“Capt Clark thinks that the lower extremity of the low plane would be most eligible for this establishment; it is true that it is much nearer both rivers, and might answer very well, but I think it reather too low to venture a permanent establishment, particularly if built of brick or other durable materials, at any considerable expence; for so capricious, and versatile are these rivers, that it is difficult to say how long it will be, untill they direct the force of their currents against this narrow part of the low plain, which when they do, must shortly yeald to their influence; in such case a few years only would be necessary, for the annihilation of the plain, and with it the fortification.”
—Meriwether Lewis, April 27, 1805
Before there were railroads and highways there were rivers. Navigable rivers were thoroughfares of travel and commerce, so Lewis and Clark noted potential sites for forts and settlements along the Missouri. The junction of two major rivers was of particular interest to early American expansion, so both captains evaluated the confluence of the Yellowstone and Missouri rivers with an eye for future “establishments.” In a rare rebuke of his co-captain, Lewis noted that Clark’s site suggestion was a lousy idea.
Twenty-three years later, the American Fur Company constructed its Fort Union Trading Post three miles up the Missouri on a high bluff with access to a deep port for boats by the front gate. The company imported wares from Europe, Asia, and the American colonies, including beads, cookware, guns, knives, blankets, cloth, and alcohol, which were traded for furs and buffalo robes from regional tribes. Fort Union exported $100,000 in furs and hides annually to world markets, staying in business from 1828 to 1867.
Fort Union was then sold to the U.S. Army and dismantled for materials to expand Fort Buford closer to the confluence. Fort Union as it exists today was rebuilt based on artist sketches and archaeological excavations of its foundations. The fancy “Bourgeios House” was completed before our 500-mile walk across Montana in 1988, while the palisade walls and bastions were reconstructed later.
In a confluence of past and present, paddling 700 miles to Fort Union brackets the major events of my life. The walk across Montana was undertaken before marriage and family, while the present journey by canoe comes post-divorce and after the kids have left the nest. Strangely, I’ve always traveled north-south, not east. Fort Union is on the Montana-North Dakota border. Everything beyond is the new frontier, fitting for this new era of my life.
Over time the Missouri River has shifted so far south that the fort is largely inaccessible by water, so we tied our canoes downstream and walked two miles back by road. We were heartily greeted by the staff and enjoyed a lazy afternoon learning about the fort while recharging cameras and phones. They graciously gave us a ride back to the canoes after closing. As we paddled away, Sawyer, the site historian and re-enactor, came running to the river bank with mail: a letter of introduction written in pen and ink for us to deliver to American Fur Company headquarters in St. Louis, “if they are still in business.”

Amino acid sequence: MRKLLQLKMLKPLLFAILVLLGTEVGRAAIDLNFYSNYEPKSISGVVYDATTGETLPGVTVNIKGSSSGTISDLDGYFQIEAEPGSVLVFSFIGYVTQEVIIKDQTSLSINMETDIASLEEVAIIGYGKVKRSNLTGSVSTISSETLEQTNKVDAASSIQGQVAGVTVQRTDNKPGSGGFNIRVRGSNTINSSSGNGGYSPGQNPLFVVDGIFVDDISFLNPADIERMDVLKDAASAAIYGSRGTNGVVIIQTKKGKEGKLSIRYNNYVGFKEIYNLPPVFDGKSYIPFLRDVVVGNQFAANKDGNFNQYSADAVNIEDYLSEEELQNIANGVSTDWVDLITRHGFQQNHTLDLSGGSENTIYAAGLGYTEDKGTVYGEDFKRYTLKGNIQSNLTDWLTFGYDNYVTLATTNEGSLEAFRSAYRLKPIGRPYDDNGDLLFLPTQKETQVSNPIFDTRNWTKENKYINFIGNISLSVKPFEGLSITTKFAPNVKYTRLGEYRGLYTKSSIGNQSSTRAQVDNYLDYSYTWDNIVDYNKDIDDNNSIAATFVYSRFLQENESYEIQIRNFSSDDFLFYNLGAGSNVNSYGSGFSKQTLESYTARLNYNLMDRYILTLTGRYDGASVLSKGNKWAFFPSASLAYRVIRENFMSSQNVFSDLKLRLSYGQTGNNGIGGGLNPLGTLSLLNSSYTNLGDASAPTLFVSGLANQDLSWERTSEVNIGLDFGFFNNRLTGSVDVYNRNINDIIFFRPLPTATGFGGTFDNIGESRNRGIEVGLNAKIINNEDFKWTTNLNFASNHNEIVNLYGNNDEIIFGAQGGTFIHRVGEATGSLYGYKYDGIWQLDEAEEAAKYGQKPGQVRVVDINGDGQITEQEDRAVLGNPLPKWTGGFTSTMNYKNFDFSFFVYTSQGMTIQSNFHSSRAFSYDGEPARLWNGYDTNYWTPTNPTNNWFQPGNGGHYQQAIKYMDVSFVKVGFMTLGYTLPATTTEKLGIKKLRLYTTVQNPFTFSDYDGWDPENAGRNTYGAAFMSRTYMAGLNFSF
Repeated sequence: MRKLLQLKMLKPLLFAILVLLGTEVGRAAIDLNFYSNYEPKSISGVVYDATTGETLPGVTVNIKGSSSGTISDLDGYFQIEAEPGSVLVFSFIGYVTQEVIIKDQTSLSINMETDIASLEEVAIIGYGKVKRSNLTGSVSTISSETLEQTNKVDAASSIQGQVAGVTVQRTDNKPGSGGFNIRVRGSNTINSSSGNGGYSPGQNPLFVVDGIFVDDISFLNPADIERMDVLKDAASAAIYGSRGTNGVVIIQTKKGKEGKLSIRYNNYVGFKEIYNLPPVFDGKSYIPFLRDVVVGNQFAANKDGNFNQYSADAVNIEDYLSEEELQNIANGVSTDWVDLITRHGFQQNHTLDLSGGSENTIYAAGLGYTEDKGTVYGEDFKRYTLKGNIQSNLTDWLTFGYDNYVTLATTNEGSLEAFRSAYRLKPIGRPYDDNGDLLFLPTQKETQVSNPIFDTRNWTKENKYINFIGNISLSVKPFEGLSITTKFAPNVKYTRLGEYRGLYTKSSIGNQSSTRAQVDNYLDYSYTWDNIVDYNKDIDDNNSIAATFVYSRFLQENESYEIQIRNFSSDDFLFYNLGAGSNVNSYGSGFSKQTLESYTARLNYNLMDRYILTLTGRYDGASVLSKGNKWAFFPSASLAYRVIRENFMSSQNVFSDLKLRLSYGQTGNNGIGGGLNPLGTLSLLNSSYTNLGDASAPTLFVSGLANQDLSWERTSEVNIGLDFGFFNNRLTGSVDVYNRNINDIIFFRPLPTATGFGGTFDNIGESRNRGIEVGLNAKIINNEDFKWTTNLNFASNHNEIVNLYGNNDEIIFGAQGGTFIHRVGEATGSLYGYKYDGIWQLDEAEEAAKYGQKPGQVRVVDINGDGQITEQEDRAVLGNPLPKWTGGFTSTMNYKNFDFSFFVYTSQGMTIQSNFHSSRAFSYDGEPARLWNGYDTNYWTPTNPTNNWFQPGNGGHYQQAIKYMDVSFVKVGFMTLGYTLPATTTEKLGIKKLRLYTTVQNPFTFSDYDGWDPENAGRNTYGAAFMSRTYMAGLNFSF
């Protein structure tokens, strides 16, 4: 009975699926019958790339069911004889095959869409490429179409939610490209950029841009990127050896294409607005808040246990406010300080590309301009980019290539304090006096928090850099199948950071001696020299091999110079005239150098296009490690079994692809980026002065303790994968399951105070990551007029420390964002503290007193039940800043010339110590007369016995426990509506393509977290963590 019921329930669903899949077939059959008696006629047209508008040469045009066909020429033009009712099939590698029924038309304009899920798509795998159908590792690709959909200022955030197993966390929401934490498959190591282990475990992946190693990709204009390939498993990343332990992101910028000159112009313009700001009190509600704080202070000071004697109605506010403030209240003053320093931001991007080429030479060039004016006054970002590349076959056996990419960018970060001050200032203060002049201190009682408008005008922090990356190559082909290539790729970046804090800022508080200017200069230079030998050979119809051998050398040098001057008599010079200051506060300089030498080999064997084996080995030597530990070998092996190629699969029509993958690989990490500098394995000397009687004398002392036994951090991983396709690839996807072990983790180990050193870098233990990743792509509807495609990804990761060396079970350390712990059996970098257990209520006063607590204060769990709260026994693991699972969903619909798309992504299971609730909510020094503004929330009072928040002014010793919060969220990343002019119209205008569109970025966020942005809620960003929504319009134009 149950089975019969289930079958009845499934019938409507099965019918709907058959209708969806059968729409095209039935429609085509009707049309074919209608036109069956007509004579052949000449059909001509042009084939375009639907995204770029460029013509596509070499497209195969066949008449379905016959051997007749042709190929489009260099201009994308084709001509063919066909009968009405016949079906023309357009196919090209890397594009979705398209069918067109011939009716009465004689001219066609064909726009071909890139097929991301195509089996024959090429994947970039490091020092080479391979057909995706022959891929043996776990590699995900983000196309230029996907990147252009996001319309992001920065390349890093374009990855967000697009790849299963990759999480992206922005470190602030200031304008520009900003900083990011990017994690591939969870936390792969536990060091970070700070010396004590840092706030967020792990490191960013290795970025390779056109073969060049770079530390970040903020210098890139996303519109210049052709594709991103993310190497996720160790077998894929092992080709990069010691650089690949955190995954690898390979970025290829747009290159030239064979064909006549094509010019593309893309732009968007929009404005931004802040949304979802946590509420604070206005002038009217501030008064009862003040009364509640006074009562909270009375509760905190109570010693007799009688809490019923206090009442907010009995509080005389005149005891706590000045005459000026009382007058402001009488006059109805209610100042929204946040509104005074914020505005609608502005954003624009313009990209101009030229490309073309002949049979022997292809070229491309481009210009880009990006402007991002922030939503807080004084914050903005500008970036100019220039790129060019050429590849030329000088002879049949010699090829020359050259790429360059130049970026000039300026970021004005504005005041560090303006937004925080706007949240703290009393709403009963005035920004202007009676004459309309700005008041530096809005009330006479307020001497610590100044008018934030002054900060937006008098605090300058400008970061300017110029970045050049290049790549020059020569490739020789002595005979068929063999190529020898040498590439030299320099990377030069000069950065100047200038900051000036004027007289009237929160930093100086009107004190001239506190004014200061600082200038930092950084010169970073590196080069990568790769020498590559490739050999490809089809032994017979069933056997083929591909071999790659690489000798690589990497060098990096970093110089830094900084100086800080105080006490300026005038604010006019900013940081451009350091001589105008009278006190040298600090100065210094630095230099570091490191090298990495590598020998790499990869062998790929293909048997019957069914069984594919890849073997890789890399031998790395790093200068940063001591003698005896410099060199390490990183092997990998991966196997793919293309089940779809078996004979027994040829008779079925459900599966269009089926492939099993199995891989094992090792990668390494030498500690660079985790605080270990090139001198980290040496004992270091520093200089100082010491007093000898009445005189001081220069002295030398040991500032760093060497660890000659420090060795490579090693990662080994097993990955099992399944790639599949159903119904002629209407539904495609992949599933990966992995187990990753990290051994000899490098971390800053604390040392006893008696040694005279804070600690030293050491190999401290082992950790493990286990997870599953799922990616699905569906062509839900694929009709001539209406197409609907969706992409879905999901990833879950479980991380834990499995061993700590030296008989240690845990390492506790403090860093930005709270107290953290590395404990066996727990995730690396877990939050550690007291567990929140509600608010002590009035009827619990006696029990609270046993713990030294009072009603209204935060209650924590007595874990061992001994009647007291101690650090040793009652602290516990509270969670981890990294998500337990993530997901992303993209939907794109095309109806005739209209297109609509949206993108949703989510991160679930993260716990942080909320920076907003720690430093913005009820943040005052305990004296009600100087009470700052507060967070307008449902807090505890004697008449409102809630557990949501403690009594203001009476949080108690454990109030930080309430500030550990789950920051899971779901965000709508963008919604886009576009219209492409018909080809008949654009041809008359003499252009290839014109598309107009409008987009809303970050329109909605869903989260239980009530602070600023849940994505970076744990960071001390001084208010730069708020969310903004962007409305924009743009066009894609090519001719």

“A letter of introduction for Mr. Pierre Chouteau. These fine men are most able-bodied canoers and tried and true men of the river. Each has stopped at Fort Union and made himself and his good character known. Where they came is some great distance, and has fully served as a test to their employability with the Company as promising rivermen at $345 per annum. Your unwavering servant, Sawyer R. F.”
We paddled downriver to the confluence and stayed at the campground and interpretive center. The water is deceptively placid, and paddling the Missouri often feels like paddling a long lake more than a big river, yet the current typically moves at 2 to 4 miles per hour, bringing submerged trees into the path faster than one might anticipate.
Another day of paddling brought us to Trenton Lake, formed from an old bend of the Missouri. Here we camped and joined a community pow wow hosted by the Turtle Mountain Chippewa. We were welcomed like family to the dinner and dances. John and I joined the potato dance where partners place a potato between their foreheads and dance until losing the potato. Dusty and I made it to third place. Anita and Brett Williamson sent us with a pouch of tobacco containing the community’s prayers to accompany our journey downriver.
We were joined by Charles Tatch, who drove up from Georgia to paddle with our expedition for a week. Thick willows and thicker mosquitoes limited campsite opportunities, so we paddled down to the fishing access at Lewis and Clark Bridge on Highway 85.
The quiet energy of the merged Yellowstone and Missouri rivers gave way to its confluence with commerce. Fracking pads sprouted up beside the river. Oil trains rumbled by, laying on the horn. Trucks and cars roared over the bridge. Helicopters buzzed by overhead. A storm rolled in at nightfall, as if attracted to all the energy, adding it’s lightning, thunder, wind, and rain to the commotion.
That was a lot of noise for a crew that has spent six weeks paddling through one of the most remote, least-populated sections of the lower forty-eight states. Yet it is all part of the experience for the Missouri River Corps of Rediscovery on our continuing journey to explore the river from Three Forks, Montana to St. Louis, Missouri.
Thomas J. Elpel is president of the Jefferson River Chapter of the Lewis and Clark Trail Heritage Foundation. Go to www.Elpel.info to learn more about the Missouri River Corps of Rediscovery, Tom’s books, and the expedition fundraiser for a new campsite on the Jefferson River Canoe Trail.